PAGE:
Bonnie and Clyde Arthur Penn

Bonnie and Clyde Arthur Penn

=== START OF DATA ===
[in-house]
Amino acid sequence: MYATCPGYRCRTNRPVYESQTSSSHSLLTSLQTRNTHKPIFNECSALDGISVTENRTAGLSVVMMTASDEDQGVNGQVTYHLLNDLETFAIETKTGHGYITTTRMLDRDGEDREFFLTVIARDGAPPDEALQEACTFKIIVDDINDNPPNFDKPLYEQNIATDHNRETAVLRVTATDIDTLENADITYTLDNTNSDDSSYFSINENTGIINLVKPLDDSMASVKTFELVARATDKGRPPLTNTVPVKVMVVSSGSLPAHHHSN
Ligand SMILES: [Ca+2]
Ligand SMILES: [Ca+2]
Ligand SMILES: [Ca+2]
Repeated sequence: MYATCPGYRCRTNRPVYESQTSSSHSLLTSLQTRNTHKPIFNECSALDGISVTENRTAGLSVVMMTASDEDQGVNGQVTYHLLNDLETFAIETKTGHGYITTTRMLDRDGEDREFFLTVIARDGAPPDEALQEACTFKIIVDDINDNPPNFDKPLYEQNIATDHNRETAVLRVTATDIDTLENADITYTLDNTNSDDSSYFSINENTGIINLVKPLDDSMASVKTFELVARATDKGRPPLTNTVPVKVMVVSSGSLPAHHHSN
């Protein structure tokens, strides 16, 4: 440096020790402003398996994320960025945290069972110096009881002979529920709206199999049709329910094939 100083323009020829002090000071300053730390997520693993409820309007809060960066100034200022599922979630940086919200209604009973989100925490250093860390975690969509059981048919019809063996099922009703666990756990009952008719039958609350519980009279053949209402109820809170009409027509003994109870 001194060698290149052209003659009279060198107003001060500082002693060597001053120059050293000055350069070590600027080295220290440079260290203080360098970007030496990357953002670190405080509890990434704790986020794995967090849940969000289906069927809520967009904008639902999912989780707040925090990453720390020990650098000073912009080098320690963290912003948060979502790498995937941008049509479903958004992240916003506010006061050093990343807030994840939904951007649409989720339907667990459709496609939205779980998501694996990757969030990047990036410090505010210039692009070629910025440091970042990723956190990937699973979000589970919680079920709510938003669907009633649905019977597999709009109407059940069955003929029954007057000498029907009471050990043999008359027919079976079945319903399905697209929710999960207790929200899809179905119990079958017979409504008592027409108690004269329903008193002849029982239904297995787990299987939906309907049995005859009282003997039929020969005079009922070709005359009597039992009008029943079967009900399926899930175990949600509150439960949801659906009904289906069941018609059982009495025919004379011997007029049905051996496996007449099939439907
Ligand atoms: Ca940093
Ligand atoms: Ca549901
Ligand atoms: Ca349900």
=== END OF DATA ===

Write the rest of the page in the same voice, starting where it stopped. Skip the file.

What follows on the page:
Arthur Penn’s 1967 film Bonnie and Clyde, which tells the true story of America’s most notorious lover/gangsters, is a pivot on which the 20th century art of film turns. It marks a transition in so many ways: from the studio-dominated producer culture to the rise of the director-auteur; it was one of the first mainstream American films influenced by the French nouveau vague; it was one of the first "anti-hero” films; and it redefined cinematic violence forever. Headed by avant-garde actor/producer Warren Beatty (Clyde) and featuring the debut of film icon Faye Dunaway (Bonnie), the film made heroes of its Depression-era protagonists and paved the way for everything from The Godfather to Natural Born Killers. On this chunky box-set’s primary feature, Beatty admits that his memories might be true or might be how he wants to remember it, but Bonnie and Clyde doesn’t seem all that revolutionary in its creation. Old guard cinematographer Burnett Guffey had the most trouble adjusting from controlled studio environments to Penn’s source lighting and location shoots, even quitting the production in frustration at one point before returning to complete the job, and later to collect one of the film’s two Oscars. Handsome presentation marks Warner’s two-disc DVD reissue, including a lovely hard book photo collection and a recreation of the original press material, but its sense of history extends only to a History Channel look at the true Bonnie and Clyde, and a look at where film divorces from reality. No commentary or analysis beyond its initial reception robs viewers of an important aspect of this film’s story: the ways in which it changed film culture forever. This microcosmic approach keeps attention squarely on the work, digging deep enough in the archives to find deleted scenes without audio, and wardrobe tests of Beatty trying on a variety of hats. Yet the film itself doesn’t seem to have aged a bit. It wouldn’t be nearly as shocking but it looks as contemporary and current today as it seemed like a revolution in its day. (Warner)